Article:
The Spirit of St. Nicholas Lives On In Santa Claus


We all know Santa Claus as the jolly man in red who brings gifts to children on Christmas Eve. But did you know that he has a long and fascinating history that goes back to the 3rd century?

The origin of Santa Claus can be traced back to a monk named Saint Nicholas, who was born around A.D. 280 in Patara, near Myra in modern-day Turkey. He was very religious from an early age and devoted his life to Christianity. He was also known for his generosity and kindness, especially to the poor and the children. He gave away all his inherited wealth and traveled the countryside helping those in need. One of the most famous stories about him is that he saved three sisters from being sold into slavery or prostitution by their father by secretly throwing bags of gold into their house at night, providing them with dowries so that they could get married.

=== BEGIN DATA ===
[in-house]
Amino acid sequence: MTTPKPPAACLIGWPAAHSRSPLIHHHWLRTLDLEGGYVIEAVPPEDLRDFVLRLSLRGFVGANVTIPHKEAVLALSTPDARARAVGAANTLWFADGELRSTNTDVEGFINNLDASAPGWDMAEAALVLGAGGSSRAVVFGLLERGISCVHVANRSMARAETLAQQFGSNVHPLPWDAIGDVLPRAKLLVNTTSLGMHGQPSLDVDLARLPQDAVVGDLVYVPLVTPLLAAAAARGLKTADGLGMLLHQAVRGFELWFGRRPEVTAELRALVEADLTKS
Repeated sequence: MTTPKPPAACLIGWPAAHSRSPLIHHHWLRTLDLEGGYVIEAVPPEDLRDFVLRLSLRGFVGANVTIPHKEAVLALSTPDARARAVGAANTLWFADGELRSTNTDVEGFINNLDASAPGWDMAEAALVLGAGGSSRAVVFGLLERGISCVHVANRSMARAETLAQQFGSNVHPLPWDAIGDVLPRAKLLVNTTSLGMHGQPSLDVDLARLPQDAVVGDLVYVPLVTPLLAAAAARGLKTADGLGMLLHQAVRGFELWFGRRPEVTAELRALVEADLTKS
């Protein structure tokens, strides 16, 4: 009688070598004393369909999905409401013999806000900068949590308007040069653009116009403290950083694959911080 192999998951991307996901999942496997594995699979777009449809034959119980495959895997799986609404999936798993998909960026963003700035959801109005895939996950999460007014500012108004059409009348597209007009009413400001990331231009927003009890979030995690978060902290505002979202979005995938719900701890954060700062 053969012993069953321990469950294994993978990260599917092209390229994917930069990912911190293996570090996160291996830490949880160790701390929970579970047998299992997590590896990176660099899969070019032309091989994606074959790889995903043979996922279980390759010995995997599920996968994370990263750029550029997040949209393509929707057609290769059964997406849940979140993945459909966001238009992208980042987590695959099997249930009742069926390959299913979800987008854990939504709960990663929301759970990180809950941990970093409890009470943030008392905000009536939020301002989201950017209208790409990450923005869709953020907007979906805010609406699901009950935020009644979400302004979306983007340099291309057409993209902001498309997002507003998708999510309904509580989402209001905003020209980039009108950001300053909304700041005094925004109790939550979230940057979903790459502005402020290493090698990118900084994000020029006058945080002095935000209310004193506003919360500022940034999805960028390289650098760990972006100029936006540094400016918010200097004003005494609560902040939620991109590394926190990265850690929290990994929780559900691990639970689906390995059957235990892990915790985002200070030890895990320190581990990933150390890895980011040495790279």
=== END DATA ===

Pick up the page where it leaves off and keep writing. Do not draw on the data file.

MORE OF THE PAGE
Saint Nicholas became the bishop of Myra and performed many miracles during his lifetime. He was also the patron saint of sailors, merchants, archers, repentant thieves, children, brewers, pawnbrokers, and students. He died on December 6, A.D. 343, and his feast day was celebrated on that date. Many people honored him by giving gifts to each other and to the poor.

The popularity of Saint Nicholas spread across Europe and beyond. Different cultures adopted and adapted his legend and traditions to suit their own customs and beliefs. For example, in the Netherlands, he was known as Sinterklaas, a shortened form of Sint Nikolaas (Dutch for Saint Nicholas). He was depicted as a bearded bishop in a red robe, riding a white horse, and accompanied by a helper named Zwarte Piet (Black Pete), who carried a sack of gifts and a rod to punish naughty children. On the eve of his feast day, December 5, children would leave their shoes by the fireplace or the door, hoping to find presents from Sinterklaas the next morning. They would also sing songs and eat treats such as chocolate letters, gingerbread men, and speculaas (spiced biscuits). 

In England, Saint Nicholas was replaced by Father Christmas, a figure who represented the spirit of good cheer at Christmas. He was usually depicted as a large man in a green or red robe, with a long white beard and a wreath of holly on his head. He did not bring gifts, but rather visited homes to feast and drink with the people. He was also associated with the old pagan customs of the winter solstice, such as the Yule log, the holly and the ivy, and the mistletoe.